Section 7: Fire-By-Friction

The single most time consuming job that the Vice-chief, Coordinator, or Instructor has is responsibility for helping candidates master the art of fire by friction.  Candidates will look to these individuals for demonstration, explanation, guidance and encouragement.  It is wise to advise candidates to make their sets on Monday and Tuesday.  At the latest, they should be pumping on Wednesday.  If the candidates, for some reason, have not popped their spark by the end of Friday night, a Saturday morning session will be necessary.

The whole purpose of fire by friction is to force the candidate to devote all that he has to a challenging task.  It is not easy, but if the candidate sticks with it, he will pop a spark.  The candidate will not gain from the experience if someone else does any one of the steps for him.  This is why the candidate must make his set himself.  Firecrafters may explain how to form a certain part of the set and even demonstrate how to, but the candidate must make his own set.  Firecrafters may also help them find suitable wood. When it comes to the actual pumping, you may not help apply pressure, pump the bow, or “warm” the set for the candidate.  You may help stable the board, build the spark once obtained by the candidate, and gather some wood.

Creating Fire-by-Friction takes a few key components and with proper guidance and initiative any Scout can complete this requirement.  Many people have the misconception that the key component is strength and being able to bow quickly. Although this can get you fire, it is often only a tiring effort that more and more find less successful. The more vital components to creating fire-by-friction include pressure and consistency. If the Scout can provide the proper pressure, speed is not a factor. Many Firecrafters believe that every candidate can get a spark by doing the exact same process that they did as a candidate, however this is usually not the case. Each physical build and ability can be different and require different techniques to achieve fire. A shorter or smaller Scout cannot use the same techniques as a larger or taller Scout. 

It is strongly advised that this requirement be done with the guidance of a well experienced Firecrafter.  There are many factors to be considered in achieving the skill.  If there is difficulty with pressure, then a taller spindle or using the leg as support utilizing body weight can be helpful.  If there is too much side friction in the hole, narrowing the end of the spindle can be helpful.  If dust is not collecting properly, carving the underside of the floorboard might be useful.  These are all examples of situational circumstances that could be different for each candidate.

Some good woods to use to build a set include: Red Elm, Red Cedar, Cottonwood, Aspen, Poplar, and Basswood. It is wise to make the spindle and floorboard out of the same wood. If they are made out of different woods, the spindle should be a harder wood.  A good judge of height for the spindle is about from foot to knee.  The floorboard should be flat and about an inch thick. However, Scouts who are struggling with creating the ember may find a half-inch floorboard easier.  The spindle should also be straight and about the thickness of a quarter. The spindle can be rounded or eight-sided. The octagon method can help with the string not slipping. A good bow is about the length from the floor to the Scout's waist, have a slight curve and is very strong. A good strength test is to lean on the bow and see if it holds the body weight. (a Firecrafter may NOT purposely break a bow the Scout has selected because he does not feel it is strong enough. This is considered hazing. You may provide advice against the bow, but if the Scout would like to use it, he may)  The best method of stringing the bow is drilling a hole on one end and three holes on the other end.  This makes it easy to loosen or tighten the bow. In the single hole tie an overhand stopper knot, and the other end, weave the rope through the three holes and tie it off. Since this may not be easy to do at camp, tying a clove hitch, taut line, or bowline can be suitable. You may want to cut a notch in the bow for the knot to sit in. The thunderhead or top bearing should be made out of a hard wood like an Oak, Hickory, Beech, Ironwood, or Walnut. It should also fit the candidate's hand.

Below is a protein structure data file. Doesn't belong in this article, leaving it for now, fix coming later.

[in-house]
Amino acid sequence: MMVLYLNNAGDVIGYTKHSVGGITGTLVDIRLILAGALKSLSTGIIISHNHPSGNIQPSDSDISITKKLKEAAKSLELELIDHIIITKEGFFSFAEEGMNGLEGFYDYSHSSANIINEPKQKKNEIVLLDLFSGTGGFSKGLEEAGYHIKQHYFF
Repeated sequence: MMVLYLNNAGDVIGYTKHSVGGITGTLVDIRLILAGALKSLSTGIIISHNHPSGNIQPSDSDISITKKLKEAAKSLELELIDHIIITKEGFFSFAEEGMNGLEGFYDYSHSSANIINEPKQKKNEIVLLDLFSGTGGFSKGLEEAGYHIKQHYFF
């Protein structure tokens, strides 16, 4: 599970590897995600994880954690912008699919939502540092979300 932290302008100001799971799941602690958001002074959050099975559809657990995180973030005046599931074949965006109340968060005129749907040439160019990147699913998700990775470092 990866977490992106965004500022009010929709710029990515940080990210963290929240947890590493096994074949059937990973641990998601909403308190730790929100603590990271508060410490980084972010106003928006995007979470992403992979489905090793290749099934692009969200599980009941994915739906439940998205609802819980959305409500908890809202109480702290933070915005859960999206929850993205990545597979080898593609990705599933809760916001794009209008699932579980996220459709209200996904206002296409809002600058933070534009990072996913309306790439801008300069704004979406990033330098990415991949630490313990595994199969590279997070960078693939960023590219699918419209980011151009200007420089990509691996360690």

Dumping water on the candidates’ sets, dumping water on the candidates’ fires, and putting out sparks is in no way allowed.  It is considered HAZING, and it will not be tolerated.  Discipline for such behavior can result in expulsion from Firecrafter.

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